Shortness of breath and sweating

Hello this group has answered many questions I've had after getting a pacemaker. For about 2 months now I've been going back and forth to my cardiologist because I had ablation back in October and have gone back in to afib. My cardiologist suggested to shock my heart to maybe get me out of afib. Two days later the afib was back. My cardiologist tried speeding up my PM during a visit maybe to get me out of afib. It didn't work. All I got from that was a sharp pain in-between my ribs ever other heart beat for a day and half. While in there I asked the cardiologist why I'm still sweating up a storm when walking on a treadmill and doing household chores. So my cardiologist adjusted the PM to speed up when I move but that made me feel that my heart was racing. So the next visit my cardiologist adjusted PM to slowly speed up. That had me feeling shortness of breath and caused me to go ER feeling as though my heart was about to stop. All the tests at the hospital came back saying everything is working fine. A week later my cardiologist suggested another ablation because now the futter was on the left side of my heart. I have the ablation the next day. The futter came back 5 days later. Now I'm more short of breath and have beating sensation in my throat all the time. Now my cardiologist is suggested that it my be a lung issue. The earliest I can get in to seeing a pulmonary doctor is September. Has ANYONE else gone through this. Or is it time to find another cardiologist because I'm starting to feel like I was just a test dummy all this time.


I can relate

by TLee - 2021-06-07 16:05:48

Just got back from a long weekend visit with my daughter. We were out & about, visiting a zoo & sightseeing, and it was probably the hottest weekend yet. I had been doing pretty well--a-fib being addressed with medication & pacemaker to keep me from slow/paused heart rate. I think (hope) it was the extra activity, along with the heat, that made me feel some pretty unpleasant symptoms. I would feel an odd heaviness to my limbs, and a sensation almost like I could lose my balance. Also shortness of breath, which I had not been severe for some time--I do have COPD, and both allergies & heat can make breathing difficult, but a couple of times I was almost gasping. I was able to recover pretty quickly by cooling off & resting--duh, right? I was just disappointed that I am not as young & energetic as I feel I should be!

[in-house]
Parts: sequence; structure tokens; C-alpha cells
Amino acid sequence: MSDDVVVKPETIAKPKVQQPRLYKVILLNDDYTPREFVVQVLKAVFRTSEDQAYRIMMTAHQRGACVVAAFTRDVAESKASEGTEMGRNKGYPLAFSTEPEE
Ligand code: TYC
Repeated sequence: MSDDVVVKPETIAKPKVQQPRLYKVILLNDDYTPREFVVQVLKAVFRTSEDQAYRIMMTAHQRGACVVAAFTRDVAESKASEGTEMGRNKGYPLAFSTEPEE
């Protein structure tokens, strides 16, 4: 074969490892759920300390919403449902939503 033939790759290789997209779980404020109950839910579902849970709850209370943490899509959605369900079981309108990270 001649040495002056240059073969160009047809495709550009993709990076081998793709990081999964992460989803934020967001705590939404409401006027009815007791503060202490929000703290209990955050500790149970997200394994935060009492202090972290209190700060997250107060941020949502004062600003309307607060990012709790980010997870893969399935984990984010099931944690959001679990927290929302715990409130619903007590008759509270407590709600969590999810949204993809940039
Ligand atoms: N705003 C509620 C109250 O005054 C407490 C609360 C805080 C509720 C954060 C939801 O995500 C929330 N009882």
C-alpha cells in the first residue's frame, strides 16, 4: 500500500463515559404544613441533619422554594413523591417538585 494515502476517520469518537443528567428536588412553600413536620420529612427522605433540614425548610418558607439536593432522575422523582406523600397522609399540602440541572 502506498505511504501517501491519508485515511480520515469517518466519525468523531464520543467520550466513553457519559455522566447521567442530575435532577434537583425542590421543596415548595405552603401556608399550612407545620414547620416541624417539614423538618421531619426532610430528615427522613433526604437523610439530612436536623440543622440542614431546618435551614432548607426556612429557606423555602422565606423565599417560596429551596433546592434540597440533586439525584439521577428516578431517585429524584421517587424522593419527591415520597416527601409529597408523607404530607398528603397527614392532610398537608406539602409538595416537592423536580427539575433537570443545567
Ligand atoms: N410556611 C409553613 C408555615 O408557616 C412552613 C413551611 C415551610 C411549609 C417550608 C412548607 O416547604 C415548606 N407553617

I know that you will understand when I say that I am a work in progress--I'm sure you feel that way too. A-fib is something that I will probably always have. Cardioversion (shock) & abaltion did not work for me either. Medication has made a difference, but it will need some tweaking. The beta blocker I take can lower my blood pressure, which could have been part of the issue this weekend (I don't know, as I left town without my bp monitor!). I do feel safer knowing that at least the pacemaker will keep my heart rate from going too low, so there is that, and that is really the only thing the pacemaker does. If your Dr is trying to adjust your pacemaker to treat a-fib, that may be part of the problem. Speeding up your heart rate when a-fib is already giving you a rapid rate seems not right, but I am not a Dr. I might suggest getting another opinion though. Good luck to you!.


by AgentX86 - 2021-06-07 16:33:40

Your cardiologist may be very good but he's out of his league. You need to see an electrophysiologist, now.  Cardiologists are good at physical problems with the heart (valves, blocked arteries, etc.).  They're the "plumbers".  Electrophysiologists (EPs) are cardiologists who have two years more residency on the electrical systems of the heart adn deal with Afib, Aflutter, heat block, etc.  They're the "electricians".  If your lights blink, you don't call a plumber.

DCCV (DC Current Cardio-Version) usually doesn't work but it's cheap so is a good first step.  I'm one of the lucky ones.  After my first, I was in NSR for seven years.  Of course, all hell broke lose after that seven years.  They were useless after that.  Ablations are more effective but not perfect by any means.  A single ablation has something like 60-70% success rate.  A second can push that up closer to 90%.  After that and things don't get a lot better.  Of course the better the EP the higher success rate.  There are only a few top-notch ablationists in the country.

I went through all that, and drugs, and finally gave up and went all-in for the AV ablation.  Not recommended unless all else fails and you just can't stand the arrhythmia.  It's a quality of life thing at that point.

Back to your cardiologist.  He's at the end (or past) his competency.  Find a good EP.

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